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Competition

Competition describes the interaction between sellers in markets, as each party tries to increase their own profits and market share. Sellers will alter price, distribution, advertising, and product in order to beat out the other sellers and obtain their goals. Competition forces firms to create new products or services, or improve their existing ones.

Competition has been separated into perfect competition and imperfect competition. Perfect competition is when a market does not have a firm that has the power to be a price setter and imperfect competition is where firms are able to gain some market power. 

Economic competition can be defined as one of three types. The first is direct competition, which is when a product has the same function as another, making the two products each other’s competitor. The second is substitute competition, when a product and its substitute are in competition with each other. The third form of competition is budget competition, which is the broadest of the three because a product is in competition with anything a consumer will spend money on. Competition does not always exist between firms because a company can have internal competition between two of its own products.

In a monopoly, competition does not exist, most often because of some sort of government production that inhibits other firms from entering the market.

Competition is an important element in economics because it regulates market activity and also maintains or increases quality and utility of product and services.

Categories within Competition

Monopolies

Postings: 220

A monopoly is when a market is dominated by a single seller (the monopolist).

Oligopoly

Postings: 75

An oligopoly is when a market is dominated by a small number of sellers (oligopolists).

Perfect Competition

Postings: 111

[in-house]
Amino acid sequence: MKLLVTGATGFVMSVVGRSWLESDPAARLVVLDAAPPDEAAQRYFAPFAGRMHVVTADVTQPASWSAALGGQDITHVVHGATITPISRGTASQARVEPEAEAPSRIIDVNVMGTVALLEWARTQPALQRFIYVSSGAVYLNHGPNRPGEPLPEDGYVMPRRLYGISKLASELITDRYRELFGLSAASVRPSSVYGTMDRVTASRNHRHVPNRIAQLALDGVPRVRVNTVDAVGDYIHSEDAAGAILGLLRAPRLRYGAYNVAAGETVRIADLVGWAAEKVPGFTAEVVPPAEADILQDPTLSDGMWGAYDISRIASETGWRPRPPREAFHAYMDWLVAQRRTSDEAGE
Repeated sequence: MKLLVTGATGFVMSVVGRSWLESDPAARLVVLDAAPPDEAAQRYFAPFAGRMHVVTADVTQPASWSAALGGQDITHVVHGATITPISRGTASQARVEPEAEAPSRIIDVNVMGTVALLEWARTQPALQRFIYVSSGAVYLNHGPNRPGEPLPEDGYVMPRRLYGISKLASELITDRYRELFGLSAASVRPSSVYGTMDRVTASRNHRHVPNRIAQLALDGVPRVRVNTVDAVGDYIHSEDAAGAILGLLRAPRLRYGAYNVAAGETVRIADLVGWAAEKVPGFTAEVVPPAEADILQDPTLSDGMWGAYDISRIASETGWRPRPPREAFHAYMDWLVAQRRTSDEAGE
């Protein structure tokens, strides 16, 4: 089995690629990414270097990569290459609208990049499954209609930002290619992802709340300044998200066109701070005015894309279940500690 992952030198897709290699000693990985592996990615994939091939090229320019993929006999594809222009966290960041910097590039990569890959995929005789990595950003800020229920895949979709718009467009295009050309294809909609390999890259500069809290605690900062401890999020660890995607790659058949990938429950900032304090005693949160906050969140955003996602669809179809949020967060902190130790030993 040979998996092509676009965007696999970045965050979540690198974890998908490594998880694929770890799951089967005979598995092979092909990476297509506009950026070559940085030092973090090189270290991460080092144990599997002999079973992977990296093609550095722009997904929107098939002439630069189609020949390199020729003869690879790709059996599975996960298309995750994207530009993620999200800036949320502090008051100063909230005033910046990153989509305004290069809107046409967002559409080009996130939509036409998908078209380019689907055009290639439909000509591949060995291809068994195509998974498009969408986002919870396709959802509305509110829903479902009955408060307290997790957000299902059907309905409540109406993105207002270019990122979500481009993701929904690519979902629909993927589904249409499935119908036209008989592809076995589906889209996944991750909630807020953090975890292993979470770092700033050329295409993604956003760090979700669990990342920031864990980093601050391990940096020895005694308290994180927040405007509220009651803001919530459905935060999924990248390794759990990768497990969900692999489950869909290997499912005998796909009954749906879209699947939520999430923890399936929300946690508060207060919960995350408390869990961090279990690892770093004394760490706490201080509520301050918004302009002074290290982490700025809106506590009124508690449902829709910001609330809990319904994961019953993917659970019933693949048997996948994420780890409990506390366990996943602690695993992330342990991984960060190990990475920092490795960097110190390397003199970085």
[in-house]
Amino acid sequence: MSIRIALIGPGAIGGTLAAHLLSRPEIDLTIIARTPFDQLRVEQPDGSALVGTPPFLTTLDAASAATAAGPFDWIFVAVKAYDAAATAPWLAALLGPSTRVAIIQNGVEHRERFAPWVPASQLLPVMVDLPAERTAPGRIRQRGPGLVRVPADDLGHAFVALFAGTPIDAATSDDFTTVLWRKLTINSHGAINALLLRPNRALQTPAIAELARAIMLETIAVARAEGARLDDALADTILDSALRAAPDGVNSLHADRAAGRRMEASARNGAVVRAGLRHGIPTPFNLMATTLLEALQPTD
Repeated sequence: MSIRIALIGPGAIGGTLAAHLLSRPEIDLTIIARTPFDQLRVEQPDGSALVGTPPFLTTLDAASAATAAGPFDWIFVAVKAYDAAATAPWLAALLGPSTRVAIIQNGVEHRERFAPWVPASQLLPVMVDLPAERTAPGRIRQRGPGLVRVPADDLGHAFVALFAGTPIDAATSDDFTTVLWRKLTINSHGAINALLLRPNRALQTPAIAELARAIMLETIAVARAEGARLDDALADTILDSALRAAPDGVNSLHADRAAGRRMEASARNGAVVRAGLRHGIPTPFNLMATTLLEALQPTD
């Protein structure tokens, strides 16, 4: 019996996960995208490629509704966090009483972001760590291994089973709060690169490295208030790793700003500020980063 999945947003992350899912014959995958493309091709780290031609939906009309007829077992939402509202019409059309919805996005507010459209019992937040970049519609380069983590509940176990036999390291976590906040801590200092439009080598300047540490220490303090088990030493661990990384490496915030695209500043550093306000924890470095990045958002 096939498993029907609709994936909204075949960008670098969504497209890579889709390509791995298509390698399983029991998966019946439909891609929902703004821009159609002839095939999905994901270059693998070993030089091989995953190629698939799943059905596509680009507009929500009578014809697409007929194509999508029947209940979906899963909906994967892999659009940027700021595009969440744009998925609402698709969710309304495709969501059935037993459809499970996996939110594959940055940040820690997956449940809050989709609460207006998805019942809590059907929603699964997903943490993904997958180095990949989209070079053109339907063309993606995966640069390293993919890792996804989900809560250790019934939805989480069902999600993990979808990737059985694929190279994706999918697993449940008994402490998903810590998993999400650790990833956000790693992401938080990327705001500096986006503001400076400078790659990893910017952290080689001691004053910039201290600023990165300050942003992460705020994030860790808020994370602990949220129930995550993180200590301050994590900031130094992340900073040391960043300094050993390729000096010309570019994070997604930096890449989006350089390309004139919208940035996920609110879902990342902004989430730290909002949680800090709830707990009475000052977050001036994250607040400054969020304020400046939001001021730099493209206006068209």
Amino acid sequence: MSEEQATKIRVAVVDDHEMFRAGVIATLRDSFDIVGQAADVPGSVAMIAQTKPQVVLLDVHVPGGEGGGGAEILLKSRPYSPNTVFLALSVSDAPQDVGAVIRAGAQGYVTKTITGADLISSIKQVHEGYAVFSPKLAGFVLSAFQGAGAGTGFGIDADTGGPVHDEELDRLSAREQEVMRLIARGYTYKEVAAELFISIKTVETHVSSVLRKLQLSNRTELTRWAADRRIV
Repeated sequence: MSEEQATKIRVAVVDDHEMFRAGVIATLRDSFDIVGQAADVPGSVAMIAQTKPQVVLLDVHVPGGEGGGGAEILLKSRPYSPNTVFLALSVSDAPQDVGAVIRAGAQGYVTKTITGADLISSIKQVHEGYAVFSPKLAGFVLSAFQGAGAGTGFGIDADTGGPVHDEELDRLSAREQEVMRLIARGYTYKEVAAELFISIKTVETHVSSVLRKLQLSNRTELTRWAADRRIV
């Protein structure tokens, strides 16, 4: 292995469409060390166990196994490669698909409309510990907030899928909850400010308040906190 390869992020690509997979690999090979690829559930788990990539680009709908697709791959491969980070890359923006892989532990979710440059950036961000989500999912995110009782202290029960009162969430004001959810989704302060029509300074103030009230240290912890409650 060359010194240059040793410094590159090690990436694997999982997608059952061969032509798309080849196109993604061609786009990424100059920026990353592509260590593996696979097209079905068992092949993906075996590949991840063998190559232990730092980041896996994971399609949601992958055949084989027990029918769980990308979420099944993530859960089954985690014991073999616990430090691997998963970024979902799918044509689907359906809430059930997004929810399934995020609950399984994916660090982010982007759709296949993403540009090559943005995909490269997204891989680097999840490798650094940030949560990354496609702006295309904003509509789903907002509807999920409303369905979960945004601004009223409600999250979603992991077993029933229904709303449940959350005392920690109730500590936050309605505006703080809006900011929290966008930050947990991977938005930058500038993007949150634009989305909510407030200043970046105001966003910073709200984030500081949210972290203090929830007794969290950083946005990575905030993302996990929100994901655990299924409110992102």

Perfect competition is an economy has no firms that have enough market power to be price setters.

Coca Cola's Market Structure Based on Annual Report to Stockholders

Based on Coca-Cola's annual report to stockholders on its web site: • Does the company have characteristics of a perfect competition, monopoly, or oligopoly? • How does competition in this industry help or hurt consumers? • What does the annual report say about the corporation's view of future business challenges and

Competition using Price and Non-Price Means

Using cable providers, Dish Network and Direct TV, can you please explain/discuss how that market competes for your business through (1) price and (2) non-price means? Thank you!

Tariff details are presented.

"A tariff on imports of a product hurts domestic consumers of this product more than it benefits domestic producers of the product." Do you agree or disagree? Explain why you do/don't.

The Competitive Market

For Profit Labs, Inc. (FPL) is a private laboratory that does only routine blood count. With total assets of $8 million last year, FPL took in $3 million in revenue and had expenses of $2 million. The average firms in other industries make a return of only 10 percent on their assets. The market for lab services is potentially

Evaluate the decision by Google to buy Motorola.

a) By drawing upon your economic understanding of business, identify and explain the main motivations for firms to grow. b) Evaluate the decision by Google to buy Motorola. What economic concepts would support this investment and in your opinion why might the purchase of Motorola be anti-competitive?

Public Administration and Politics

Public administration cannot exist outside of its political context. Discuss how politics affects the policy making process and the delivery of governmental services.

While there is a degree of differentiation among general merchandise retailers like Target and Kmart, weekly newspaper circulars announcing sales provide evidence that these firms engage in price competition. This suggests that Target and Kmart simultaneously choose to announce one of two prices for a given product: a regular price or a sale price. Suppose that when one firm announces the sale price and the other announces the regular price for a particular product, the firm announcing the sale price attracts 50 million extra customers to earn a profit of $5 billion, compared to the $3 billion earned by the firm announcing the regular price. When both firms announce the sale price, the two firms split the market equally (each getting an extra 25 million customers) to earn profits of $1 billion each. When both firms announce the regular price, each company attracts only its 50 million loyal customers and the firms each earn $3 billion in profits. If you were in charge of pricing at one of these firms, would you have a clear-cut pricing strategy? If so, explain why. If not, explain why not and propose a mechanism that might solve your dilemma. (Hint: Unlike Wal-Mart, neither of these two firms guarantees "Everyday low prices.")